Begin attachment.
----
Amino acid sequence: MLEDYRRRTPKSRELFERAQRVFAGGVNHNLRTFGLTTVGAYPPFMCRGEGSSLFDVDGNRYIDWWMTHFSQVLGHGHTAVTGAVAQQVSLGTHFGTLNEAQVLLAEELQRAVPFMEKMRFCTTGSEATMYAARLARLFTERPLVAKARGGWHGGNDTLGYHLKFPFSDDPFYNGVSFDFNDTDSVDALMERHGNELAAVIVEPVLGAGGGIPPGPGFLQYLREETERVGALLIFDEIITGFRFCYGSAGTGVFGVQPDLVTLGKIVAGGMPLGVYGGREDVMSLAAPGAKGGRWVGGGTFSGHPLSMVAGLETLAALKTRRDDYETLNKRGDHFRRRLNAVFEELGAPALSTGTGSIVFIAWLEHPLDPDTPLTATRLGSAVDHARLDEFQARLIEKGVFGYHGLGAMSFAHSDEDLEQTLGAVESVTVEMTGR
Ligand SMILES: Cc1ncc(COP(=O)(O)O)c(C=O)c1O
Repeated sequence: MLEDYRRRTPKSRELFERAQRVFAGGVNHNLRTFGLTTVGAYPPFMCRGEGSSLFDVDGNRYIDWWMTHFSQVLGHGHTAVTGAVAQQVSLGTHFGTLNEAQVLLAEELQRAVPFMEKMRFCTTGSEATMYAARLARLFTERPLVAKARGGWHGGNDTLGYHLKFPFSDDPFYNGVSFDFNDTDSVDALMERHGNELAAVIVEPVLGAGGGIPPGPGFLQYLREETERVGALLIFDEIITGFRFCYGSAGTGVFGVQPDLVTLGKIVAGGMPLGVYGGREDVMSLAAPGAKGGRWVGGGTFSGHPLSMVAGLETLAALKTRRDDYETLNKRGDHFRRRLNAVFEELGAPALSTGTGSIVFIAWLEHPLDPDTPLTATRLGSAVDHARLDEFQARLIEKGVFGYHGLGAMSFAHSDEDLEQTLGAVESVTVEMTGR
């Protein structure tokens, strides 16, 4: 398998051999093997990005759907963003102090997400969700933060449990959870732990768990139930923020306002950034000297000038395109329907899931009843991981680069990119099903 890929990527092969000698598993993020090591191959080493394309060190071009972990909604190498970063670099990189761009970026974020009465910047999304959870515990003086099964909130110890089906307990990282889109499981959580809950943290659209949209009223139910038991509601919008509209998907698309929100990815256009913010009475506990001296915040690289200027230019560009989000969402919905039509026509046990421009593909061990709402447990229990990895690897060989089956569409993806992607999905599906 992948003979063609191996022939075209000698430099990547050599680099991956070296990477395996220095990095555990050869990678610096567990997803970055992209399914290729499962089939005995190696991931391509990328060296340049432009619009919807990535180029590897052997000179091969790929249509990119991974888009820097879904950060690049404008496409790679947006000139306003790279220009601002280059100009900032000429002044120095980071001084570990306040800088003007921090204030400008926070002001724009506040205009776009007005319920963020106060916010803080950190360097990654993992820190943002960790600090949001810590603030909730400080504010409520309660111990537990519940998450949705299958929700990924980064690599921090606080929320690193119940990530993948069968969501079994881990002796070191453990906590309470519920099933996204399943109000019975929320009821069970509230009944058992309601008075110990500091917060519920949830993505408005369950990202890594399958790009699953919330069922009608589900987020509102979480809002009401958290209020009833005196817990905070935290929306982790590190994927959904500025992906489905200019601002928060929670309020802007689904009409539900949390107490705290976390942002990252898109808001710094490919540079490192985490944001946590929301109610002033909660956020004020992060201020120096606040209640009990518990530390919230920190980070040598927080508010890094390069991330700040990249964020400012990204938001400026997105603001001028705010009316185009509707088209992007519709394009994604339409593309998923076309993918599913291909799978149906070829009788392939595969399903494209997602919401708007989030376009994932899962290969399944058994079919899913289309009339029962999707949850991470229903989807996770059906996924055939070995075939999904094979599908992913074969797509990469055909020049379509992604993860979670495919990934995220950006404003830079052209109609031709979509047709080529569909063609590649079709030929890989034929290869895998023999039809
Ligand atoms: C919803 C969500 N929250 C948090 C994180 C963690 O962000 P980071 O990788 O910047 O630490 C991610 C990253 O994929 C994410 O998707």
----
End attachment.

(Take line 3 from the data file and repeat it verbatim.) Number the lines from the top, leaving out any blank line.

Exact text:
Repeated sequence: MLEDYRRRTPKSRELFERAQRVFAGGVNHNLRTFGLTTVGAYPPFMCRGEGSSLFDVDGNRYIDWWMTHFSQVLGHGHTAVTGAVAQQVSLGTHFGTLNEAQVLLAEELQRAVPFMEKMRFCTTGSEATMYAARLARLFTERPLVAKARGGWHGGNDTLGYHLKFPFSDDPFYNGVSFDFNDTDSVDALMERHGNELAAVIVEPVLGAGGGIPPGPGFLQYLREETERVGALLIFDEIITGFRFCYGSAGTGVFGVQPDLVTLGKIVAGGMPLGVYGGREDVMSLAAPGAKGGRWVGGGTFSGHPLSMVAGLETLAALKTRRDDYETLNKRGDHFRRRLNAVFEELGAPALSTGTGSIVFIAWLEHPLDPDTPLTATRLGSAVDHARLDEFQARLIEKGVFGYHGLGAMSFAHSDEDLEQTLGAVESVTVEMTGR